Again in larger corporations, there is a reluctance to put new to the world products into the hands of consumers until the product has been fully optimized and tested, because of fear of failure (again a short term reward structure problem). My preference, however, is to get prototypes in the hands of consumers as soon as possible, even mock-ups, so I can begin learning as soon as possible incorporating consumer feedback as early in the innovation process as possible (let’s start with drawings and descriptions and then move to mock-ups, then looks like/ feels like prototypes, and then sub optimized prototypes, etc.). Give the consumer a little credit.

The bottom line is you can’t analyze your way into the future; you have try.

Solving this challenge:

Experiment, that is the shortest path to innovation. Nowadays it’s quite easy to prototype and validate new ideas in real-time and in a very short amount of time, which then can give you insight into what will and won’t work.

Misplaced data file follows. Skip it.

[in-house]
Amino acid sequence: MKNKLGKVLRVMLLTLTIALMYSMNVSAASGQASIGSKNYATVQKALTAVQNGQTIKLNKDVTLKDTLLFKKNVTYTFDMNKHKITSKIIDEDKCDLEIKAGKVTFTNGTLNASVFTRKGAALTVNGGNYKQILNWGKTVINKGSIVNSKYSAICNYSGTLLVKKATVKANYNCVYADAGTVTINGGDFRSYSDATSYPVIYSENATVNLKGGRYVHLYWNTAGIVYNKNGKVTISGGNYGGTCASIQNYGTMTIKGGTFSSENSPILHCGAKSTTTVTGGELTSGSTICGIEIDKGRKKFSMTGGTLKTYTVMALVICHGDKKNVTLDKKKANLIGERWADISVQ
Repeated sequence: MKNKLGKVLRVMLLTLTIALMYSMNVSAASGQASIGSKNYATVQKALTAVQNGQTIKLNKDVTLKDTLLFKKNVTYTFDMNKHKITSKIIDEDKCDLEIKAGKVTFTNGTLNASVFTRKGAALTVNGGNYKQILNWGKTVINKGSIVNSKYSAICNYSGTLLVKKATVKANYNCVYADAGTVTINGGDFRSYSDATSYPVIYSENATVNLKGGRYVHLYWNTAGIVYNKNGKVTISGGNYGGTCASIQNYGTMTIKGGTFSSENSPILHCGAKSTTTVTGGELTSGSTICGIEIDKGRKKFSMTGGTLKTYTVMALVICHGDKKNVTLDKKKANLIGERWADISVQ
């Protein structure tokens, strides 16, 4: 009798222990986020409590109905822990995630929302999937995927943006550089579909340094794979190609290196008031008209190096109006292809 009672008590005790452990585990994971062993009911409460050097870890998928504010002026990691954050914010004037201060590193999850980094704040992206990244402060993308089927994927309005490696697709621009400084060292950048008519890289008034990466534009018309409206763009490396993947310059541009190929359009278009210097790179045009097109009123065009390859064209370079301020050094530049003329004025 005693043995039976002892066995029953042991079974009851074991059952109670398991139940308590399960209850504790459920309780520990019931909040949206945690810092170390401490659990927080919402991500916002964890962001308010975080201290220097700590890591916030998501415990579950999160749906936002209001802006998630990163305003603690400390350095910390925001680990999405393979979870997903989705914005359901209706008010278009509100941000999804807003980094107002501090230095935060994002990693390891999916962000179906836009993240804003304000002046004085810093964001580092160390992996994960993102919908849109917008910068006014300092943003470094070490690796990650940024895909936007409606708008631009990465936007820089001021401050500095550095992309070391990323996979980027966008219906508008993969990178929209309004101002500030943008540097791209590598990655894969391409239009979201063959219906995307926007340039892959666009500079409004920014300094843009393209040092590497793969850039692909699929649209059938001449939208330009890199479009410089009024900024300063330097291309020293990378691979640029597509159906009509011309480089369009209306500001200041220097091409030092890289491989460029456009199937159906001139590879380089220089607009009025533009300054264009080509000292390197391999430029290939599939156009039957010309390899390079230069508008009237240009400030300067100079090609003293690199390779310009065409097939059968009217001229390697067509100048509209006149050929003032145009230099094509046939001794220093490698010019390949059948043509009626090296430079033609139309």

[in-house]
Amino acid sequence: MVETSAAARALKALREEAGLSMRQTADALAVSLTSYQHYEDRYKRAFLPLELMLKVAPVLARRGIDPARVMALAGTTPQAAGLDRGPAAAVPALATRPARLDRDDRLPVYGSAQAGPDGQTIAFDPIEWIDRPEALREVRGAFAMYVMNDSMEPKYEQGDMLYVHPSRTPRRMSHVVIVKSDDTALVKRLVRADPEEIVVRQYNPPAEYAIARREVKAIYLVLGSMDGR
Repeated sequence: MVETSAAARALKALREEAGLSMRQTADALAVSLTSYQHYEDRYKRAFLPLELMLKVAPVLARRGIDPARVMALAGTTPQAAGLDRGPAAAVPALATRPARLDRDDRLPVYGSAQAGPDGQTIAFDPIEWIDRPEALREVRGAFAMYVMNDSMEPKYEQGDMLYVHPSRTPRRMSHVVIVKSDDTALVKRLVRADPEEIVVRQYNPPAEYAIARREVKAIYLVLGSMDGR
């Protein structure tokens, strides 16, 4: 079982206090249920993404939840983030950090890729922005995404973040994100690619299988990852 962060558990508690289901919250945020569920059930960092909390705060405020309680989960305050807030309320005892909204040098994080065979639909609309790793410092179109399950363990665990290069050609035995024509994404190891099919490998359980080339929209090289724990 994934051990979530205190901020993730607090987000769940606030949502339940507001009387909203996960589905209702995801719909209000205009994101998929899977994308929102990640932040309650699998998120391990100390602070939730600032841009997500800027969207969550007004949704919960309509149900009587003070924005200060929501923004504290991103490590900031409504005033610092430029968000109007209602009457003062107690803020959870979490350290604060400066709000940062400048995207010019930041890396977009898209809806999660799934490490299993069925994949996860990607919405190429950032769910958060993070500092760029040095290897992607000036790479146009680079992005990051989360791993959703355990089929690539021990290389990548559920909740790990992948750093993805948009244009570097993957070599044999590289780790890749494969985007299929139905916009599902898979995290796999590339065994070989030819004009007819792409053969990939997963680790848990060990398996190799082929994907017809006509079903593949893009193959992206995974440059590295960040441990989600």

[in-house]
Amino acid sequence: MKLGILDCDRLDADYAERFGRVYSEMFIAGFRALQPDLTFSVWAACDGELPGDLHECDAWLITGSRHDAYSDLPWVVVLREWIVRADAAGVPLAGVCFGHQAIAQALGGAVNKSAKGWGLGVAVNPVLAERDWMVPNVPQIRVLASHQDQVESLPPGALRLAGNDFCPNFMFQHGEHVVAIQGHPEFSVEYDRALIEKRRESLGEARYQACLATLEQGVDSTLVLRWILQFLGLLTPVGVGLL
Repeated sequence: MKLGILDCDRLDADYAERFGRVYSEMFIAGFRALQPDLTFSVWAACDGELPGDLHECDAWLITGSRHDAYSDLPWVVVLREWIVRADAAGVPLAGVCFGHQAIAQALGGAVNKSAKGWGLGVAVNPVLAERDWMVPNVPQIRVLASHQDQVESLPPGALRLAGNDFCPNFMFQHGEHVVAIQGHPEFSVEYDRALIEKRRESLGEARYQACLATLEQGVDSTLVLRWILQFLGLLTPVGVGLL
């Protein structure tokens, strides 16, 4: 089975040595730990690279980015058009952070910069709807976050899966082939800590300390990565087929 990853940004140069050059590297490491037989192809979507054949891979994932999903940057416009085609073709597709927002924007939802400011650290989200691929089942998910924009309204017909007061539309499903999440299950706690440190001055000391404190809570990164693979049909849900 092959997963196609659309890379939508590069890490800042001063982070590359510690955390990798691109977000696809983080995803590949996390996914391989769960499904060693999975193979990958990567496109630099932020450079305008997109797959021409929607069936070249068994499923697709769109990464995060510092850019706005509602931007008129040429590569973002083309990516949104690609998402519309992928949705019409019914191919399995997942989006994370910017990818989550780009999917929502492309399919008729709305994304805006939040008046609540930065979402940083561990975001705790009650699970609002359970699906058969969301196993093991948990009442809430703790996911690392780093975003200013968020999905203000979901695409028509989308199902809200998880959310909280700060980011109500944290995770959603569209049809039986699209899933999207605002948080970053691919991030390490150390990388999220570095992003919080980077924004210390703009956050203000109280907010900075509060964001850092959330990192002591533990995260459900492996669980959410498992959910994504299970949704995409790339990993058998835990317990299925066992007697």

The point is to be wrong as fast as possible so you’ll know what doesn’t work faster.

2. Underestimating what it takes

Innovation is messy, it doesn’t happen in a straight line. Breakthroughs take years, but senior management wants to see results quickly, but most organizations are not organized to make long-term bets.

Innovation doesn’t happen overnight and senior management in larger corporations is rewarded by today’s results and because of this it is hard to get backing for innovation programs because of their long term nature.

The safe bet is that for something truly game-changing to be adopted you have to keep your expectations in check.

Solving this challenge:

Adopt a venture capitalist mindset, think long-term and plan on spending more than you think.

3. Coming to consensus

Consensus kills innovation. It is common in risk averse organizations, it happens when people try to build group consensus about which new ideas it should support. This type of decision making can lead to supporting and funding only the safest ideas, while dismissing radical projects that could transform the business outright.